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A comparison of the outcomes of pulmonary versus extrapulmonary extensive-stage small cell carcinoma.

Internal Medicine Journal 2023 November 28
BACKGROUND: Extrapulmonary small cell carcinomas (EPSCCs) are rare cancers, comprising 0.1-0.4% of all cancers. The scarcity of EPSCC studies has led current treatment strategies to be extrapolated from small cell lung cancer (SCLC), justified by analogous histological and clinical features.

AIMS: We conducted a retrospective cohort study comparing the outcomes of extensive-stage (ES) SCLC and EPSCC.

METHODS: Patients diagnosed with ES SCLC or EPSCC between 2010 and 2020 from four hospitals in Sydney were identified. Patients who received active treatment and best supportive care were included. The primary endpoint was overall survival (OS), and secondary endpoints were progression-free survival (PFS) and overall response rates (ORRs).

RESULTS: Three hundred and eighty-four patients were included (43 EPSCC vs. 340 SCLC). EPSCC were of genitourinary (n = 15), unknown primary (n = 13) and gastrointestinal (n = 12) origin. Treatment modalities for EPSCC compared to SCLC included palliative chemotherapy (56% vs 73%), palliative radiotherapy (47% vs 59%) and consolidation chest radiotherapy (10% of SCLC). Overall, median OS was 6.4 versus 7 months for EPSCC versus SCLC respectively, but highest in prostate EPSCC (25.6 months). Of those who received chemotherapy (22 EPSCC vs 233 SCLC), median OS was 10.4 versus 8.4 months (HR OS 0.81, 95% confidence interval (CI): 0.5-1.31, P = 0.38); PFS was 5.4 versus 5.5 months (HR PFS 0.93, 95% CI: 0.58-1.46, P = 0.74) and ORR were 73% versus 68%.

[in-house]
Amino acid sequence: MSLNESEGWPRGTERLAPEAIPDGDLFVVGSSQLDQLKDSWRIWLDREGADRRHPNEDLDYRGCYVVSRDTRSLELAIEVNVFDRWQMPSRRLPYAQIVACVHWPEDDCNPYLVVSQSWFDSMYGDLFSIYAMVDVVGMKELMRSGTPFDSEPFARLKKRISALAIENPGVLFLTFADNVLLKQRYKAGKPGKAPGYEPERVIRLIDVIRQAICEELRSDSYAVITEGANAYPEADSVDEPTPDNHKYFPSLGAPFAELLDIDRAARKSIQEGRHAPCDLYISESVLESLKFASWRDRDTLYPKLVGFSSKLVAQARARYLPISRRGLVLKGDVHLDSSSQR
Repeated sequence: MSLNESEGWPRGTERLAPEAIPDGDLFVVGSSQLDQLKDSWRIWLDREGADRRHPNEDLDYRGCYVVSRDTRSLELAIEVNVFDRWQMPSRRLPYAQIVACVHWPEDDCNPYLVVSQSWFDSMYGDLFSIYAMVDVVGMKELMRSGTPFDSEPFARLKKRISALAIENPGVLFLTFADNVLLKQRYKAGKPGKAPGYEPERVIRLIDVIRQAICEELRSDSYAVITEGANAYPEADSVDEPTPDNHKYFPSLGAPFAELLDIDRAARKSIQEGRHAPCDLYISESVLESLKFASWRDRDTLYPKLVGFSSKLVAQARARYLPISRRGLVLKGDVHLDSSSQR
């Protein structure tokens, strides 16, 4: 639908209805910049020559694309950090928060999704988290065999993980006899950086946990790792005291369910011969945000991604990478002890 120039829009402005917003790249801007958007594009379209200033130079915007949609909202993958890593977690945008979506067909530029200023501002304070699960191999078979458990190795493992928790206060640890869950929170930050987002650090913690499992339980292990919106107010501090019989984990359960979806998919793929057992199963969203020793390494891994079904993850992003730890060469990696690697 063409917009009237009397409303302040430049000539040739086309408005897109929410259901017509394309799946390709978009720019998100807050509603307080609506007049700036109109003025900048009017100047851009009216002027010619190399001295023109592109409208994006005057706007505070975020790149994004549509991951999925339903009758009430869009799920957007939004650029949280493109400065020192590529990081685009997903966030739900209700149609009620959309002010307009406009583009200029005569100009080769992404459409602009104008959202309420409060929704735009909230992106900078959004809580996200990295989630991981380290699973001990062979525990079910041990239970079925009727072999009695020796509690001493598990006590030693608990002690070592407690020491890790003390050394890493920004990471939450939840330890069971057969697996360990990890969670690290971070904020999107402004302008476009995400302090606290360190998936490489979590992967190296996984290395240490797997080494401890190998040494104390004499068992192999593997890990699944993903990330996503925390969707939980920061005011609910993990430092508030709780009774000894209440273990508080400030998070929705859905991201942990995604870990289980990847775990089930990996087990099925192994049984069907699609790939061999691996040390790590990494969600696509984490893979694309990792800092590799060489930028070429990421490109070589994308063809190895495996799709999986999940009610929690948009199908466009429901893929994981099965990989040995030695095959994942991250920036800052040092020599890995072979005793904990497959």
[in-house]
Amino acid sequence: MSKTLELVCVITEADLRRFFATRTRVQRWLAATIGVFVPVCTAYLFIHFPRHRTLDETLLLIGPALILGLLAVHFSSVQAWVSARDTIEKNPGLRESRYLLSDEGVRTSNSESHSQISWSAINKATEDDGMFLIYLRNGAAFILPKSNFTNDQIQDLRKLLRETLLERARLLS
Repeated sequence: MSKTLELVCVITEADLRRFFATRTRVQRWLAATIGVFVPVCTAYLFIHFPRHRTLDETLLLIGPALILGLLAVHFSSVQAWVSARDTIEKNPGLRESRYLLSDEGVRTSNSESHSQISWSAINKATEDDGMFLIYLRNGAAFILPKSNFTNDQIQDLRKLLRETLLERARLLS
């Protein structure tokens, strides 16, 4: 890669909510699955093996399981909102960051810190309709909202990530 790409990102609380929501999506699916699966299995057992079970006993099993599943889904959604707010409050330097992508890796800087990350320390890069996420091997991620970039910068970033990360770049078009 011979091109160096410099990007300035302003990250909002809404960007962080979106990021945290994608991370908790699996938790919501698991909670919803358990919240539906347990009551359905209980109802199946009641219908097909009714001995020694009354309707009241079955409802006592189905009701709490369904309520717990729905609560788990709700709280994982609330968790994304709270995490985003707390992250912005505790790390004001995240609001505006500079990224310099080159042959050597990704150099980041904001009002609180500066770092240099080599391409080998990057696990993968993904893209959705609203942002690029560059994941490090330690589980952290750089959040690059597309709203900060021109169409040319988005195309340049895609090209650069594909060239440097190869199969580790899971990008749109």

CONCLUSIONS: EPSCC and SCLC appeared to have comparable OS and treatment outcomes. However, the wide range of OS in EPSCC highlights the need for an improved understanding of its genomics to explore alternative therapeutics.

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